Sometimes I think I should stop calling them the Street Urchins and refer to them as the Lost Boys.

I've ranted about these kids again and again and again.  I resent being Mommy to the whole block.  This isn't what I signed up for.

After yesterday's Cheese Ball Debacle, in which two of the Street Urchins thought it would be fun to toss Utz cheese balls into each other's mouths, and then pulverized the ones that missed--all over my back porch--I was more than a little bit hot under the collar.  They come here, make a mess, help themselves to snacks and drinks, make a mess, kick soccer balls at my pool filter and front door, make a mess, and (apparently) never have to go home.  And I resent that.  A lot.

I plan to come down hard on the Street Urchins next time they show up, about the cheese balls.  That is disrespectful to me and to my home, and wasteful of food.  If I'd found the mess before they left, they would have been the ones out on the porch with the ShopVac.  Instead, it was Little Brother.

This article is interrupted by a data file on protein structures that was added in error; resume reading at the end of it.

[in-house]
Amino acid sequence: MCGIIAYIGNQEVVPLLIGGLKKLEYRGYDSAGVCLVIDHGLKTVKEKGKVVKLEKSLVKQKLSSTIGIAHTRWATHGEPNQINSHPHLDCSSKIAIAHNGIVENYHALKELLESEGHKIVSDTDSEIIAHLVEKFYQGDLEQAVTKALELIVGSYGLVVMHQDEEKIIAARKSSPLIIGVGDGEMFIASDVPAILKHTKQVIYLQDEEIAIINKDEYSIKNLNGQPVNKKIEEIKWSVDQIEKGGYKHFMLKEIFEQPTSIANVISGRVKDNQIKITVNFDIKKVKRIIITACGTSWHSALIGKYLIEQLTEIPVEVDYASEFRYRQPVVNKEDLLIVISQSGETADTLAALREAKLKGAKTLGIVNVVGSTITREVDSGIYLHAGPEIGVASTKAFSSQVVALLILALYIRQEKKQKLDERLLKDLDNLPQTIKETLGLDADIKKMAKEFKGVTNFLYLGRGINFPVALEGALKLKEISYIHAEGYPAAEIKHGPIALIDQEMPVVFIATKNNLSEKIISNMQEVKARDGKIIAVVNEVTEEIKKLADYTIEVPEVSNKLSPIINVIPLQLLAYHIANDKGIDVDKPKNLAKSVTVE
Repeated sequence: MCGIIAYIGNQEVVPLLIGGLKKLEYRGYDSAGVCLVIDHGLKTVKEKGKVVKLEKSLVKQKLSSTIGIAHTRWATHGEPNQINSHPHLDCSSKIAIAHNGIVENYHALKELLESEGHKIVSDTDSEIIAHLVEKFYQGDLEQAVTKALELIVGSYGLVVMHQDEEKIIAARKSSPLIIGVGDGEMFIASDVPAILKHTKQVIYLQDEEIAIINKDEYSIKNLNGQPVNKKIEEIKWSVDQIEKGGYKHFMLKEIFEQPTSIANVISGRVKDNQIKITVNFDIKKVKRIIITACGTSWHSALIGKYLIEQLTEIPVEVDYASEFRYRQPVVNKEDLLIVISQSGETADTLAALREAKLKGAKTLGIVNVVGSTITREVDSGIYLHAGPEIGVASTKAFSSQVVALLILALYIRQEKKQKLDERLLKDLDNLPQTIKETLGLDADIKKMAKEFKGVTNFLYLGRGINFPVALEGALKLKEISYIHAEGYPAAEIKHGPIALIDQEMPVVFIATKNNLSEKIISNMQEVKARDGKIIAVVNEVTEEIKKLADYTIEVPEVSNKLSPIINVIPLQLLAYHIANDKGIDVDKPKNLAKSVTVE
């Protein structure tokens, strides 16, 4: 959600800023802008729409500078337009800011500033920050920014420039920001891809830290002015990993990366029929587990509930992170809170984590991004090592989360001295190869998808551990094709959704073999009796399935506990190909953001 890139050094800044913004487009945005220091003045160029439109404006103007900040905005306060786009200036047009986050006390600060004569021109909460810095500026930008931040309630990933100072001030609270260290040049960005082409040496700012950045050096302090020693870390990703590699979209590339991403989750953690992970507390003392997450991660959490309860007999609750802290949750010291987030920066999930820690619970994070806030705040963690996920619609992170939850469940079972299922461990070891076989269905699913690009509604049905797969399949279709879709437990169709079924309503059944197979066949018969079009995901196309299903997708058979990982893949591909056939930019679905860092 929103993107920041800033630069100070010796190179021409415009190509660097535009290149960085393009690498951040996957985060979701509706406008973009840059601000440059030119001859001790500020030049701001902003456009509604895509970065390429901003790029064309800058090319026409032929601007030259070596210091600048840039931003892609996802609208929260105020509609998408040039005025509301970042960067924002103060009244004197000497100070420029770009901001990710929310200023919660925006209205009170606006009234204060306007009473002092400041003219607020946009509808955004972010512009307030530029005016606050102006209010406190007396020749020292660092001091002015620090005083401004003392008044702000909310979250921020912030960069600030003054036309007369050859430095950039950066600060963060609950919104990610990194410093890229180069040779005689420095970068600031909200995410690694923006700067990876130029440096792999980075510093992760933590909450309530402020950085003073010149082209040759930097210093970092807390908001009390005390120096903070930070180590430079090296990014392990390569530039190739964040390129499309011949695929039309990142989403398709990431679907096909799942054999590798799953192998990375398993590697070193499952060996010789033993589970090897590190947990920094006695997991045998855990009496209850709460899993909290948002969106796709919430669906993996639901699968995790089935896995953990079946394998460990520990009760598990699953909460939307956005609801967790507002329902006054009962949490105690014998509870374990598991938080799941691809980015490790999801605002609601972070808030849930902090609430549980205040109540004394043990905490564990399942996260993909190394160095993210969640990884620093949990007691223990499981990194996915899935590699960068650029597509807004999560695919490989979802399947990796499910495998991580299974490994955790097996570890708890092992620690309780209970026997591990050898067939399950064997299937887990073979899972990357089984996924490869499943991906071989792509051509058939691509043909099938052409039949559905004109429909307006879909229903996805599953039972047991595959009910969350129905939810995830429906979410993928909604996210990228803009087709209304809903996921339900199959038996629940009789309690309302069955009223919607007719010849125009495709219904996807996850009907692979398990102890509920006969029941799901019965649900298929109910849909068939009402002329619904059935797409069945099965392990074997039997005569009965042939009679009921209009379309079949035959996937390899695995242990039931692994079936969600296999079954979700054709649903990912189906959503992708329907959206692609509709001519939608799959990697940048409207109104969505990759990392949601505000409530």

But after TheDad mentioned that yet another Street Urchin is dealing with problems at home, my heart melted just a little bit.  These kids need what they're not getting at home, I realized.  None of them is in a situation of his own making.

I was wondering, the other day, if refusing to buy Johnson's Baby Shampoo and Starbucks lattes really does any good.  I'm not convinced that it does.  And while I'm happy to be able to afford the big box of diapers every month that I donate to a local crisis-pregnancy center (and I will continue to do so), that effort is a drop in the bucket.

What I need to do is give where it really counts, and that means giving until it hurts.  That means putting up with the Street Urchins and continuing to remind them that baseballs are not Pool Toys and sending them home when the streetlights go on.  It means welcoming them, but setting (and sticking to) limits.  It means praying for them.  It means doing the right thing even when I don't feel like it; even when I'm cranky and resentful and feeling put-upon.  Maybe especially then.